Computing: Enabling a Digital Wales
The strategic importance of the provision of Science, Technology, Engineering and Mathematics (STEM) subjects, as well as their contribution to the Welsh and wider UK economy has been frequently discussed, but there appears to be a fundamental misunderstanding with where Computing and related disciplines sit within the STEM portfolio. It should be regarded as the quintessential STEM subject, involving scientific enquiry, engineering design and mathematical foundations, as well as embodying deeper computational thinking, problem-solving and analytical skills.
In December 2010, the Welsh Assembly Government outlined a framework for Delivering a Digital Wales, a wide-ranging strategy to reflect the importance digital technologies now play in our lives, touching upon virtually every strand of public and private sector activity. Hence, being able to innovate with technology will be a crucial part of the future economic strength of Wales. And therein lies the importance and relevance of Computing education: it is imperative that there is a clear strategy for Computing in Wales that distinguishes it from “digital literacy”, recognising it as a core discipline that underpins modern scientific research.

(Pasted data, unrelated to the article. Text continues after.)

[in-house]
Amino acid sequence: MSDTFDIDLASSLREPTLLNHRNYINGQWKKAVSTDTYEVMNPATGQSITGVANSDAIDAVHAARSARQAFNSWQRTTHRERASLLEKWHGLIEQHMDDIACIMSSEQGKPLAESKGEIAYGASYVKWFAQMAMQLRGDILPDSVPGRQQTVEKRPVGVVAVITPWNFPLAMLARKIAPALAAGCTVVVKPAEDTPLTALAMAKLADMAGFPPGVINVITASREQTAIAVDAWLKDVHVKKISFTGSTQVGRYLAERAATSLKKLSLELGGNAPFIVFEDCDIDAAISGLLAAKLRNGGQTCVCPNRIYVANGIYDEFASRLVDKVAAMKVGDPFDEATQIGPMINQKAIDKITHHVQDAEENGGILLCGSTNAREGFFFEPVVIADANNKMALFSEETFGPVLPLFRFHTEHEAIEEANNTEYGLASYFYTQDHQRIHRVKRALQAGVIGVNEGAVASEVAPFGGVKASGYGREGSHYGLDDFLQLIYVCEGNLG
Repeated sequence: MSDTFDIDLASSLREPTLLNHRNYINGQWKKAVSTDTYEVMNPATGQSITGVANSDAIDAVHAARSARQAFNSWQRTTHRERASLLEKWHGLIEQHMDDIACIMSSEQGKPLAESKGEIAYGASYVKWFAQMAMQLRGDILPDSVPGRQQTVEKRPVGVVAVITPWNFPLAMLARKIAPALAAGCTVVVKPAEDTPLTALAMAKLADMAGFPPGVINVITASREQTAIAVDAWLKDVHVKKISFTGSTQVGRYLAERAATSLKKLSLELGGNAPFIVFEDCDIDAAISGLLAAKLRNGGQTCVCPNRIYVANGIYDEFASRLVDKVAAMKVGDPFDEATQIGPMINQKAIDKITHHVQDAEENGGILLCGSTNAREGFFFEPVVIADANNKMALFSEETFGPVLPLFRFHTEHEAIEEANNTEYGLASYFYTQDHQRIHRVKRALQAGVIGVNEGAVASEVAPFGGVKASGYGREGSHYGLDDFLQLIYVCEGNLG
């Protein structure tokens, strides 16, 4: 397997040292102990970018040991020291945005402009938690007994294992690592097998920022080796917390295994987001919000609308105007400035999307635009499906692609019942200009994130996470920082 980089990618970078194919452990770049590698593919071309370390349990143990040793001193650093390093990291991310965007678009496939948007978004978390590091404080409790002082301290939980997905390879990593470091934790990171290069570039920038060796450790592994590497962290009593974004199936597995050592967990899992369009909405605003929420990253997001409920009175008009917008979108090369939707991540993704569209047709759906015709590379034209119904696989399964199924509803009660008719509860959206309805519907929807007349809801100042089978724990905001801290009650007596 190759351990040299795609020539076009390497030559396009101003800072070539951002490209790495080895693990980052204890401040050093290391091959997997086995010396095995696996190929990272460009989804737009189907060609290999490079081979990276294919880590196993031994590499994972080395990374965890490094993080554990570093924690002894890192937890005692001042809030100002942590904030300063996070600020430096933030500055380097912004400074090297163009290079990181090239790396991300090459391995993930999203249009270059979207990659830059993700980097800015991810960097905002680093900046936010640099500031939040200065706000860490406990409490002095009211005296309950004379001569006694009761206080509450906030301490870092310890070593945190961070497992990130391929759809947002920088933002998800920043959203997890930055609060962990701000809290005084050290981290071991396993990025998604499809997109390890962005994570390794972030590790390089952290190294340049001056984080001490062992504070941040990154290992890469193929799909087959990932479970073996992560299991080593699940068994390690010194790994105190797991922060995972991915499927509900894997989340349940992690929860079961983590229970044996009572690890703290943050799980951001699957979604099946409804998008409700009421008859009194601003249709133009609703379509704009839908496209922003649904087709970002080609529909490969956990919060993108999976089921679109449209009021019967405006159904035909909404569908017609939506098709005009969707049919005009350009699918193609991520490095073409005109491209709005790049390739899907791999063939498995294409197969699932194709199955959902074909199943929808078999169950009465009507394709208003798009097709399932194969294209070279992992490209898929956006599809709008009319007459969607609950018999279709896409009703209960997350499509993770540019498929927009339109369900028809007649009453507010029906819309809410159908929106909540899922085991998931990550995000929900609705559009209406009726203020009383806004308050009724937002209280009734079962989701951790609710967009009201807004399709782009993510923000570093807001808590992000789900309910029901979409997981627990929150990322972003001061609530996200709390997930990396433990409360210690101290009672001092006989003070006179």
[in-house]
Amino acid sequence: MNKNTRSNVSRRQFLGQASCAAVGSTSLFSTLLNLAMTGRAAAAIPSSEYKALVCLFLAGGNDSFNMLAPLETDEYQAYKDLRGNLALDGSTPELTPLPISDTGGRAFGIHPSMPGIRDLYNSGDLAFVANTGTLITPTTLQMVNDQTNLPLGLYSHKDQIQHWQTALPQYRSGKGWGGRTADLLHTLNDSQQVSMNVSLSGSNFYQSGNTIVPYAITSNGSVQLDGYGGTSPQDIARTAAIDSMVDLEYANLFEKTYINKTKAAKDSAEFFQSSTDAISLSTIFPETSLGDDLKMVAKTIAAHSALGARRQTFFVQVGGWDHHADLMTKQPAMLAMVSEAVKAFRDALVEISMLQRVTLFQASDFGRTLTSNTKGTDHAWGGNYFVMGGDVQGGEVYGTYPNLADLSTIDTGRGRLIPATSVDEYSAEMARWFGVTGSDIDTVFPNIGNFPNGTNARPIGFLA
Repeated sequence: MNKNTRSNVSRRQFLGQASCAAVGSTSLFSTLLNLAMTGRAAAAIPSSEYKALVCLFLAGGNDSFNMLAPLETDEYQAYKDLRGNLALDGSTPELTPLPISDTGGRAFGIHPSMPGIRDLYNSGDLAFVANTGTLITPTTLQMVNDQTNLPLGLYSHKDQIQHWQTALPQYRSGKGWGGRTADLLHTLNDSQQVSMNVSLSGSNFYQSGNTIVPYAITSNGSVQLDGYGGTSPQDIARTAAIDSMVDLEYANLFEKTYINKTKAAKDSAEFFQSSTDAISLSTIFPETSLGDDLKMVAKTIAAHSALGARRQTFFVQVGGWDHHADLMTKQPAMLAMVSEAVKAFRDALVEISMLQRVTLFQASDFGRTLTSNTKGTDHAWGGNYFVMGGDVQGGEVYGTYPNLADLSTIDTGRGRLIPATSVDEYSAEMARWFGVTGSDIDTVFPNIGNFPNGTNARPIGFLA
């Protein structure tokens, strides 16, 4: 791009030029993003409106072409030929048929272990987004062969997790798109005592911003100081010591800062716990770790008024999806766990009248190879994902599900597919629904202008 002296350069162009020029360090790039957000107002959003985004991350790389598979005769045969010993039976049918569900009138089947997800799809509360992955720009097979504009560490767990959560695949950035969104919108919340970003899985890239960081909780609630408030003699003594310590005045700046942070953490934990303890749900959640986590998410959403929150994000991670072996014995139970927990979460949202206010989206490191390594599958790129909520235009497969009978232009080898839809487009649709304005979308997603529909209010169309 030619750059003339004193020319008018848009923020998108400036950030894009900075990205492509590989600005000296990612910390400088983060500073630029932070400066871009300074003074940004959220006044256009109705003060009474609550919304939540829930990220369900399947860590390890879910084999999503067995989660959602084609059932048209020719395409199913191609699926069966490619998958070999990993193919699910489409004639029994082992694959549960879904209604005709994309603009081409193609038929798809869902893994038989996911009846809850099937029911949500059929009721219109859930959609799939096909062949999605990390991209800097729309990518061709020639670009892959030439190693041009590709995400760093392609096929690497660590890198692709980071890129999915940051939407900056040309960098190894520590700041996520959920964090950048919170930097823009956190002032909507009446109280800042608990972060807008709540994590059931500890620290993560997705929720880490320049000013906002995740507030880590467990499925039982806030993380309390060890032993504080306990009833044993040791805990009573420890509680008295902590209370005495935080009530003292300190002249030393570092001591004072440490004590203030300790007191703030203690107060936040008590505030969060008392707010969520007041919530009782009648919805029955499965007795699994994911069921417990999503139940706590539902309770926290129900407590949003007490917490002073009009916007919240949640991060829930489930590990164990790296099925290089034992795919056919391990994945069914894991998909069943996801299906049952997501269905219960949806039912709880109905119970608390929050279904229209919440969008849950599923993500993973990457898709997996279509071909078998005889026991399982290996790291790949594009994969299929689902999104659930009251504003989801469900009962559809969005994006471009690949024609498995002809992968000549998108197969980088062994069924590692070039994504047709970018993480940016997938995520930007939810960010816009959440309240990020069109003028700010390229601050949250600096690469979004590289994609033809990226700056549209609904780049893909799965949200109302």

This is a well-timed event considering the recent Assembly elections, so I hope there is a strong turnout from both newly elected Assembly Members and policymakers.
The seventh annual Science and the Assembly takes place in Cardiff Bay on Tuesday 24th May 2011 at the Pierhead Building and the Senedd; registration is online.
A few weeks ago I was invited to write a blog post for the Campaign for Science & Engineering (CaSE), discussing science policy issues relating to the impending devolved elections in Wales. Since I now have my own blog, I thought I would repost it here and keep an eye on any science policy developments over the next month or so in the lead up to the elections on 5th May:
Computing: Enabling a Digital Wales?